Monday, April 09, 2007

Shoo, bigot, shoo!

While we clearly disagree with Classically Liberal's pessimism about the Libertarian Party, we recognize that there does exist a serious problem with anti-gay "libertarians" being mistaken for "Libertarians." The capitalization is important, since "Libertarians" with a capital-L are expected to adhere to the Libertarian Party's decidedly pro-LGBT-equality platform.

The post by CLS is mostly about Kenn Gividen, who ran for Governor of Indiana in 2004 as a Libertarian, despite having only left the GOP and joined the Libertarian Party in 2002. Thankfully, the Libertarian Party of Indiana's strong support for gay rights, highlighted by its principled opposition to that state's ban on same-sex marriage, was enough to scare off Gividen from the Party in January of 2007 (and send him back to the GOP, where homophobes belong).

Note in the comments to the post that big-L Libertarians in Indiana totally disavow Gividen, his campaign, and his hateful remarks about gay people:

Mr. Gividen's views are certainly not those of the LPIN or any of its members whom I know. One of the reasons for his leaving the LP is quite likely the fact that the LPIN has stood against SJR-7, an amendment to the Indiana Constitution that was anti-gay marriage. This was a contentious issue over the last few weeks and the LPIN stood firm in opposition, alongside the gay community and other political groups. As someone who was at the convention when Mr. Gividen was nominated to run for governor some years ago, I can say that he managed to keep his anti-gay, (and by extension anti-libertarian) views to himself. If his views in this matter had been known it is likely that the convention attendees would have voted for his opponent, NOTA or scrambled to find someone else. As it was these views were a well kept secret. If Mr. Gividen has chosen to go back to the GOP, they are certainly welcome to him and his particular viewpoints on denying people their rights and liberty.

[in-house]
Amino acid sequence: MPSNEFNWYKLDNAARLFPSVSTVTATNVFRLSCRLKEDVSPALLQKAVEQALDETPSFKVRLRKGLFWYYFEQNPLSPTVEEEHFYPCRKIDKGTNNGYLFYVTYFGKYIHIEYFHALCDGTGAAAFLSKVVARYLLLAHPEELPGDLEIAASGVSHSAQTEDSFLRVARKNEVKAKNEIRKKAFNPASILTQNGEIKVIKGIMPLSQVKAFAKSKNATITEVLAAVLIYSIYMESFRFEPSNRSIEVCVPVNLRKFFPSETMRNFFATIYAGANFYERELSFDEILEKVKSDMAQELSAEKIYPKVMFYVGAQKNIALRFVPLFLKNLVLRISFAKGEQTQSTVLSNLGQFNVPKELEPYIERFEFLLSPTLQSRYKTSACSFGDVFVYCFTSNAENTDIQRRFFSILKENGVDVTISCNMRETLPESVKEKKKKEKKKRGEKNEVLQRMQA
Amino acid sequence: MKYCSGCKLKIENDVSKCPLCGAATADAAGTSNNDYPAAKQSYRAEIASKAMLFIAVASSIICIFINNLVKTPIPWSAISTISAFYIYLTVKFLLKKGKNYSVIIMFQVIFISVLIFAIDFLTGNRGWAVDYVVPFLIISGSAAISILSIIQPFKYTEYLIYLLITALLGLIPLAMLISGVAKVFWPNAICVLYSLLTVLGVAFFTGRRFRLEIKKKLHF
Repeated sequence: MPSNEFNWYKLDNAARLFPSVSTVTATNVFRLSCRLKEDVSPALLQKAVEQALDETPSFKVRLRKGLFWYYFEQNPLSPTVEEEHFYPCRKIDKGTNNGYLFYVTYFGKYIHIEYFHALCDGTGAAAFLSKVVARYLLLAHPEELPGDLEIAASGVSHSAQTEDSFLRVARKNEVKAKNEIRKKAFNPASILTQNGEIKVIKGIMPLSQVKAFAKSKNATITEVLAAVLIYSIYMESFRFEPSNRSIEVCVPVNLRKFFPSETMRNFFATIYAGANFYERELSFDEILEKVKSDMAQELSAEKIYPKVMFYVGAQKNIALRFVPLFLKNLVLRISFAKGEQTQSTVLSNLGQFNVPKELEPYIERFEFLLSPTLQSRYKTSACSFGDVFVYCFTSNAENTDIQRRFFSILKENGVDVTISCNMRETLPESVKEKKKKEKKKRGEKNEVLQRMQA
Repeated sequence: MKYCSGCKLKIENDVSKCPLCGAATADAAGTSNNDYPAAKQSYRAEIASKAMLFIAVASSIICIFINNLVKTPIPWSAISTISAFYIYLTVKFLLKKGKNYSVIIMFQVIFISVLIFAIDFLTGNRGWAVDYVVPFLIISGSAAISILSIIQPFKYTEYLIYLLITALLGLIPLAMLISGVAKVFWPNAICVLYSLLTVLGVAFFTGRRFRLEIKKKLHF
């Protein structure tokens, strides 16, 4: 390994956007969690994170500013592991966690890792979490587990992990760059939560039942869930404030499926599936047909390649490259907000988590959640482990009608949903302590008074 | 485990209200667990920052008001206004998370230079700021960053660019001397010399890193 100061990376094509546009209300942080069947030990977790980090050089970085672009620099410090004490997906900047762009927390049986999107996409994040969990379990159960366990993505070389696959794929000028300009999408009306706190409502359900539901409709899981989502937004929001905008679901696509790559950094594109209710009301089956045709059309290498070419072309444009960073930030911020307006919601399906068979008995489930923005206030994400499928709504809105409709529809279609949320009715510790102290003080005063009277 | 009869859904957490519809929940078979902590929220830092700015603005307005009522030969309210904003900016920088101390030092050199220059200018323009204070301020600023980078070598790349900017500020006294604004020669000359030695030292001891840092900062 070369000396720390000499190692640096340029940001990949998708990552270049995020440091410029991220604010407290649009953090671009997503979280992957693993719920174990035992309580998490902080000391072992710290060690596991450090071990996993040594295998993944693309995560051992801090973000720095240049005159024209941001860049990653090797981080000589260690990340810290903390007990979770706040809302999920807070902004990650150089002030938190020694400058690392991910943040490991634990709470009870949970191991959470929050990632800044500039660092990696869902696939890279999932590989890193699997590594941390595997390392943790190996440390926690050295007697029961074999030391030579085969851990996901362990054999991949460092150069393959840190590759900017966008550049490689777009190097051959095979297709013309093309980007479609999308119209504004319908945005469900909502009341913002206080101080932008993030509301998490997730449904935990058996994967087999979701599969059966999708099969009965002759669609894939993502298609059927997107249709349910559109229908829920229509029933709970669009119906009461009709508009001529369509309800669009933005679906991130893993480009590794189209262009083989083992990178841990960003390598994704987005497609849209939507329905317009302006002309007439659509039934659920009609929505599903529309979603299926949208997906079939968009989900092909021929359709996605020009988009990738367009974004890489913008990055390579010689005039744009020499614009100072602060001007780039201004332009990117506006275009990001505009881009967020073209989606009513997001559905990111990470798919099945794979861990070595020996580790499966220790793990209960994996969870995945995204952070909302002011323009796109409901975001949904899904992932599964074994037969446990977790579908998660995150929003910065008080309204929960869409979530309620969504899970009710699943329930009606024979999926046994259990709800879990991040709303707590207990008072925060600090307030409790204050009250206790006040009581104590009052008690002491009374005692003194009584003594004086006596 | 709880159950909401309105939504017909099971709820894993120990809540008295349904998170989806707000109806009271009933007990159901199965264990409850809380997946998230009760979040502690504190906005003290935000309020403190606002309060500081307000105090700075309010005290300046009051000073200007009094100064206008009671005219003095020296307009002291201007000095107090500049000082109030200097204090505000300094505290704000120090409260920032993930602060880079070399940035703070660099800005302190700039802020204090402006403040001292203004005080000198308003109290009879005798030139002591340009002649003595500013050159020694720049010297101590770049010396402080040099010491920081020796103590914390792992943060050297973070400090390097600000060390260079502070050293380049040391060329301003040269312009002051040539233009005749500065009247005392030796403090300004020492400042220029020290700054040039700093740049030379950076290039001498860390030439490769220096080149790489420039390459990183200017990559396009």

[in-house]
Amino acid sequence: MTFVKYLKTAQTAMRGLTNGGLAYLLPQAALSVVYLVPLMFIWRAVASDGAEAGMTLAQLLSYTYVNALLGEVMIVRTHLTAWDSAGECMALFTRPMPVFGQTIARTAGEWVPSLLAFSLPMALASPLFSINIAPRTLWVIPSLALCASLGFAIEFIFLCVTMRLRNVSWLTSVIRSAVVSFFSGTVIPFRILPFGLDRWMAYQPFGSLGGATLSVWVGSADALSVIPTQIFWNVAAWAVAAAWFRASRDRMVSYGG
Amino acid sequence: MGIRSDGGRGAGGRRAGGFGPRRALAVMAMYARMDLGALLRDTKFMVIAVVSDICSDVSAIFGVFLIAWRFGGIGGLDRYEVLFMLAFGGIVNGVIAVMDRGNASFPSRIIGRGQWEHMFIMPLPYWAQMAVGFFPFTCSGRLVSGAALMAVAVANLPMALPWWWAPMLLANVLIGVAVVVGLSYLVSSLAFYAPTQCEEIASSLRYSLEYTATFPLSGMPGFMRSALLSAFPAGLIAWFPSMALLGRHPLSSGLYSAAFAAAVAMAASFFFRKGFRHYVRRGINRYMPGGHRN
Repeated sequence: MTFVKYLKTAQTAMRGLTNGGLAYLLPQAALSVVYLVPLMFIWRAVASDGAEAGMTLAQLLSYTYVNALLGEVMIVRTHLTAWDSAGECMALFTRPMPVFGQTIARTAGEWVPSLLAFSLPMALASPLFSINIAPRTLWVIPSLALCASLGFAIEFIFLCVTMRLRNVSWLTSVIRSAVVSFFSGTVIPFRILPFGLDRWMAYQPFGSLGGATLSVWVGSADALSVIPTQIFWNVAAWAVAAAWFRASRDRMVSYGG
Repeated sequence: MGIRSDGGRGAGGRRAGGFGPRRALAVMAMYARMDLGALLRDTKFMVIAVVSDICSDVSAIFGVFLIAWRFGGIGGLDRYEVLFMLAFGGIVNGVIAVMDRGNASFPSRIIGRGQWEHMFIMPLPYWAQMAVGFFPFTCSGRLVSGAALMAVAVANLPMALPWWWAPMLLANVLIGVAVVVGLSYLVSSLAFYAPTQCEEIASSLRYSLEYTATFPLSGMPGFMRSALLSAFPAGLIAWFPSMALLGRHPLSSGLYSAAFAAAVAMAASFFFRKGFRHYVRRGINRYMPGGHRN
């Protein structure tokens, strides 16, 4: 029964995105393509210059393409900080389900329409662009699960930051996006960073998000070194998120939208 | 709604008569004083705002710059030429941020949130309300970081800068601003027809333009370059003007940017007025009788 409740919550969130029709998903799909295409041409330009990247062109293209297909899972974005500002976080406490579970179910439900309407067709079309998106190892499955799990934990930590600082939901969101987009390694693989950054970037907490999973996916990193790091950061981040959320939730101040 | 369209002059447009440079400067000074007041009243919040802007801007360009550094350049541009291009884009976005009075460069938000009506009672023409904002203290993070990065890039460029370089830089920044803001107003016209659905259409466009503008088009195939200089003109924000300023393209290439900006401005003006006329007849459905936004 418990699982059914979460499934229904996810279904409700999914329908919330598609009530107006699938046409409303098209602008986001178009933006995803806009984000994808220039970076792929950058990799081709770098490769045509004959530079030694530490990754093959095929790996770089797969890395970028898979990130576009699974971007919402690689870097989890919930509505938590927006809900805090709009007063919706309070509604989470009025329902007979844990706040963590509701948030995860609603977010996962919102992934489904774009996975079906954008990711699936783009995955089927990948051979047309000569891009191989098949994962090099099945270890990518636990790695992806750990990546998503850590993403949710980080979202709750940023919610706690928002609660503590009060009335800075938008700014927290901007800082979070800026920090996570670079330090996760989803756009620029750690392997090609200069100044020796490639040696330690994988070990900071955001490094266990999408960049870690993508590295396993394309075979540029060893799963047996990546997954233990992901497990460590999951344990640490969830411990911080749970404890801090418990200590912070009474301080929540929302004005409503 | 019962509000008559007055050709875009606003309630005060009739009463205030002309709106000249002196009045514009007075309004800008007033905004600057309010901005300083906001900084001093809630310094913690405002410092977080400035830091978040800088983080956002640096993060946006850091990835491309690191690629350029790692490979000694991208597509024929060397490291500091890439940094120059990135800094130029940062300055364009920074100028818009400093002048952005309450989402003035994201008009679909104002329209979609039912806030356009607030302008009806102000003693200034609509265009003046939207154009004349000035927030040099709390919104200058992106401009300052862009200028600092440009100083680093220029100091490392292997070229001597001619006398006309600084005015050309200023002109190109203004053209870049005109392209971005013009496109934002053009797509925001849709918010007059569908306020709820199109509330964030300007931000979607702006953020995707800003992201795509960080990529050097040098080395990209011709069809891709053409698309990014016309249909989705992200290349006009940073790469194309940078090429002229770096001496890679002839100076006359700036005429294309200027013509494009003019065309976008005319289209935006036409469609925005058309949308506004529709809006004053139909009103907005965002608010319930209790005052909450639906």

Does the Libertarian Party have its share of kooks? Sure it does -- just like the major parties do (Zell Miller, Jesse Helms, etc.), but what's important is what we do when we find out someone's a kook. Democrats and Republicans let their kooks stay in leadership positions for decades. We tell ours that they're welcome as members (the big tent strategy), but we ensure that they don't stay in leadership positions. Classically Liberal and the other LP detractors should give us a little credit for that.